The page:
Quote:
Original post by Seikimatsu
r there really many ppl out there that use another OS than Windows?

About 90% of PCs use Windows, the other 10% is mostly Mac OSX and Linux.

Share this post


Link to post
Share on other sites
i thank u for ur reply, and truthfully, i know html is not programming, but in a way it is close when it comes to "designing" because in the same way a programmer "designs" a program, a web designer can "design" web pages, and i have thought of learning java, but C++ and game programming seemed like a better use of my time.

i have heard C# is good for beginning, but what's the point if u'll just end up learning another language later, or is C# close to C++ in a way?

also, thank u on clarifying about SDL and OpenAL. makes things easier for me. i know i won't use the libraries until i get into the hardcore stuff, but i like to be prepared ahead of time, no matter how far ahead it is. also, thanks for the link, i'll check out RakNet too. it should come in handy if i try building a single-player game sometime and decide to make it an MMO (i rather start single-player and work my way up, seems easier).

and thanks for the percentage on PC users. i think i'll keep with the OpenGL idea in case one of those small percentage Mac and Linux users decide to test my games out, unless someone knows another graphics library i can use that's better than OpenGL but works for all OS PCs.

now i'm curious about something else ... when i manage to learn the language and start my own game projects, about how long do u think it would take to make a full-fledged game using an entire team, with graphics, sounds, cutscene videos, etc.?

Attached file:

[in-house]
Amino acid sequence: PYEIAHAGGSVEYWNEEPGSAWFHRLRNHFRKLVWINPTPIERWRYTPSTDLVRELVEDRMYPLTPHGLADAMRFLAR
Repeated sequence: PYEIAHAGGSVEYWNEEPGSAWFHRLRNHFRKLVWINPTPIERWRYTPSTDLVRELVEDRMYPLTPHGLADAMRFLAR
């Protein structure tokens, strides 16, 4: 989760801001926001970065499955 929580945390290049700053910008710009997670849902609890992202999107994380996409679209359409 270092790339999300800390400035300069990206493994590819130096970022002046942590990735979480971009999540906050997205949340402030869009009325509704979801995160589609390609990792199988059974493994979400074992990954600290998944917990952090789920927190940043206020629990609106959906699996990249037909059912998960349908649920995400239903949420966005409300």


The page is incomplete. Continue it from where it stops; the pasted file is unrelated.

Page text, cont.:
Share this post


Link to post
Share on other sites
Quote:
Original post by Seikimatsu
i have heard C# is good for beginning, but what's the point if u'll just end up learning another language later, or is C# close to C++ in a way?


I see this concern raised by a lot of people wanting to learn to program. People tend to learn things by practicing: people tend to learn programming games by programming games, regardless of the language, platform, OS, etc. used.

When you learn to ride a bike, don't you use training wheels? Why bother using training wheels if you're just going to take them off in the future?

Share this post


Link to post
Share on other sites
Quote:

i know html is not programming, but in a way it is close when it comes to "designing" because in the same way a programmer "designs" a program, a web designer can "design" web pages

Incorrect. Program design has alot of differences then web designing.

Quote:

i have heard C# is good for beginning, but what's the point if u'll just end up learning another language later, or is C# close to C++ in a way?

C++ is a very good language, but it is also very easy to develop bad programming habits in C++ as well. By learning an easier language, such as C#, one can focus on learning and understanding the basic programming concepts without the problems of C++.

Besides that, you can make very good games with C#[smile]

Quote:

now i'm curious about something else ... when i manage to learn the language and start my own game projects, about how long do u think it would take to make a full-fledged game using an entire team, with graphics, sounds, cutscene videos, etc.?